Jared Klein, who helped me with being up here today, is phenomenal. I’m sure he’d be happy to follow up with you on what we do as an organization.

What I’ve been accustomed to is focused on GDS and municipal climate policy.

The Acting Chair (Mr. Amarjot Sandhu): One minute.

Ms. Jessica Bell: Is Future Majority a group just in this area? Is it national? Do you work on different environmental issues or just green design standards? It would be good to know a little bit more.

Ms. Ottavia Paluch: We are a national organization. I’m part of the Mississauga chapter. We have worked on other environmental issues. Our focus recently—since I’ve joined, essentially—has been on GDS, because the city of Mississauga has not implemented them, and we want them to be stronger on climate. The issue with Bill 23 is that it might take away that opportunity to have that call to action.

Ms. Jessica Bell: Thank you very much for explaining.

I’m very pleased that you’re interested in this bill. It is a significant bill. These documents affect our lives, and I’m pleased that you know that—and we know that. It is extremely important that we work to change them. I look forward to seeing you being politically active in the future.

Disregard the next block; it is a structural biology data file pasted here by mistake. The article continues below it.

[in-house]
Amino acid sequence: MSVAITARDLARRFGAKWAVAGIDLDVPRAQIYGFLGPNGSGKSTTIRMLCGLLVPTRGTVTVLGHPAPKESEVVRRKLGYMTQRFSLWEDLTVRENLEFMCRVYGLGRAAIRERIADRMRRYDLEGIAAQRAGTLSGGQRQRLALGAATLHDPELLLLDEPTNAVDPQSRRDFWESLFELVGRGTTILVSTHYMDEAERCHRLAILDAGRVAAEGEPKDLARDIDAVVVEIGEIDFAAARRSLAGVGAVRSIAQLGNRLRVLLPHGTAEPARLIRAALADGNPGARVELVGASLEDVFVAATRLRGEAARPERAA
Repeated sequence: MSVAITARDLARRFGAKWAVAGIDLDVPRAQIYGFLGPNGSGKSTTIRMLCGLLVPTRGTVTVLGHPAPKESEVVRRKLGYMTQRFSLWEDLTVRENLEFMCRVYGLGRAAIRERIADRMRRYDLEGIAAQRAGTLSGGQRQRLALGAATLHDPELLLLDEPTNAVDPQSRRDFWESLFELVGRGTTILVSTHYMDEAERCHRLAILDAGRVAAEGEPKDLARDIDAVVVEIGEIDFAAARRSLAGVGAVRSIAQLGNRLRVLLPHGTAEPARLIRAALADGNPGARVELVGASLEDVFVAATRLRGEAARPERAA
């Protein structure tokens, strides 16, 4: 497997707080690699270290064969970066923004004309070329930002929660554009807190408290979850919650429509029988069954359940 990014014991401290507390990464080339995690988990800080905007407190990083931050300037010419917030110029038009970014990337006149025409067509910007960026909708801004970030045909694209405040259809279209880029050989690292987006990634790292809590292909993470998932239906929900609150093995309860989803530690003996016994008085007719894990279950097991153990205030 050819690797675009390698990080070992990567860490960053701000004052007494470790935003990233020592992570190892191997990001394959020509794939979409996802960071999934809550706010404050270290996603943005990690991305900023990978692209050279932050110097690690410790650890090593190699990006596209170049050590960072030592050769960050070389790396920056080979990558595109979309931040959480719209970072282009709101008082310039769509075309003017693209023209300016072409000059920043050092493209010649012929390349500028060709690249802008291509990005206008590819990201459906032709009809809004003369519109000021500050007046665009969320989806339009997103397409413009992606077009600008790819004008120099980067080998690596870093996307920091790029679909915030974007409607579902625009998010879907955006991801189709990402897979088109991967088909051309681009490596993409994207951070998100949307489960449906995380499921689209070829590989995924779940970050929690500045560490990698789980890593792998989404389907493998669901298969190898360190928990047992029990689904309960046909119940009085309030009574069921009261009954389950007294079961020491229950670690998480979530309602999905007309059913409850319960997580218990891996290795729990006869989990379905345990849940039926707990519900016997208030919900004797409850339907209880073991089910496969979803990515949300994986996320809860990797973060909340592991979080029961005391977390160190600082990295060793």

The Acting Chair (Mr. Amarjot Sandhu): We’ll go to the independent members for the second round. MPP McMahon.

Ms. Mary-Margaret McMahon: My first questions would be for David Laing from the Brampton Environmental Alliance. If I have time, I’d like to hear more about your group, but first off: Do you feel the conservation authorities have been doing a good job in protecting Ontarians and protecting Ontario lands, keeping them safe, over the years?